Austin is having surgery this Friday at Akron Children’s. Surgeries, actually, two procedures rolled into one. They’re minor and non-cancer related.  Just a long overdue tonsillectomy and finger repair. You may remember that his swollen tonsils (besides keeping us all up at night) prevented him from being sedated for his May MRI, requiring us to go through the surgical department for full-blown anesthesia. While we hope he’ll have no future reasons to be sedated, we also realize that’s pretty unlikely given his history (and his future). And the poor finger . . . well, that thing’s been bothering him for more than a year as it’s now clawed and  unable to fully straighten. The lovely surgeons at Akron have coordinated their schedules so he only has to have one surgery, which I think (I lose track of these things) brings him up to eleven.

The interesting thing about this time is how nervous Austin is. He’s been so young every time in the past that all these crazy things happened to him without his full (or at times, even partial) understanding.  This time, he is well aware and asking many many questions: “What day are we going again? Is tomorrow when we leave at 6 in the morning? How long will I have a cast on my hand?” I don’t think he’ll have a cast on his hand at all, more like a bandage, but he’s definitely concerned about not being able to write at school.  His teacher has assured me this won’t be an issue (he is in kindergarten, after all), but Austin is a participator — he joins in to any and every activity possible with his full self, so standing on the sidelines will be tough. Especially when it comes to missing his regular Wednesday and Saturday tumbling classes. I already have to set silly rules to contain the near constant acrobatics, like no cartwheeling while crossing the street and no flips after 8pm. Of course, I think it’ll probably be his tonsils that cause the most pain, but that seems a bit too abstract for him to worry about. And I don’t exactly want to encourage him to fear something else!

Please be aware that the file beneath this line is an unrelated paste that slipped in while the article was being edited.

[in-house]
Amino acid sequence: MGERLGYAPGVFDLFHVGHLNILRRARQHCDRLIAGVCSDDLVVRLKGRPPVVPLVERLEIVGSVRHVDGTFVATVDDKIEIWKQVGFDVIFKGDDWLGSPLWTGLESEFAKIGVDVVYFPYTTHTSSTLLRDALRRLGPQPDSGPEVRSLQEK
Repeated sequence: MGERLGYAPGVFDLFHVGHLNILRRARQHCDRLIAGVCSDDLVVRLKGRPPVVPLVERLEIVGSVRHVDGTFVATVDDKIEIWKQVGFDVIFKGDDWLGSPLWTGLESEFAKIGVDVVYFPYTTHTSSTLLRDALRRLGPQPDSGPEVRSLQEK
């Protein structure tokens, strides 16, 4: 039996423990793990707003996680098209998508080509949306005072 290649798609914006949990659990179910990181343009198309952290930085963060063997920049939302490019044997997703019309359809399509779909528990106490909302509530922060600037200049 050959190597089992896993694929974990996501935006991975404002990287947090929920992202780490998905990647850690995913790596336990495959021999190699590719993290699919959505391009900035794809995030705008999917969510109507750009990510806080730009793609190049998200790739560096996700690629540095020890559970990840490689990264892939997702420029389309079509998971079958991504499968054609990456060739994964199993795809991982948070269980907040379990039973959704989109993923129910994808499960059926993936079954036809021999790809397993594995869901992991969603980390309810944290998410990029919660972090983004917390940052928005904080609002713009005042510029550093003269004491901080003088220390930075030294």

Sp we go in early Friday morning and will stay over that night. Of course these are both typically out-patient procedures but since Austin is in no way typical, they want to observe his blood pressure and hydration. This will be our first overnight in the hospital in a record-breaking two-and-a-half years, since an unexpected fever in August of 2010. I just reread that old post, “Interruption,” not quite remembering the circumstances of that particular stay. Its closing lines were right on. It finally seems that, despite swollen tonsils or Franken-fingers, we have indeed made it safely to that wide-open future I could only hope for back then. We are living it.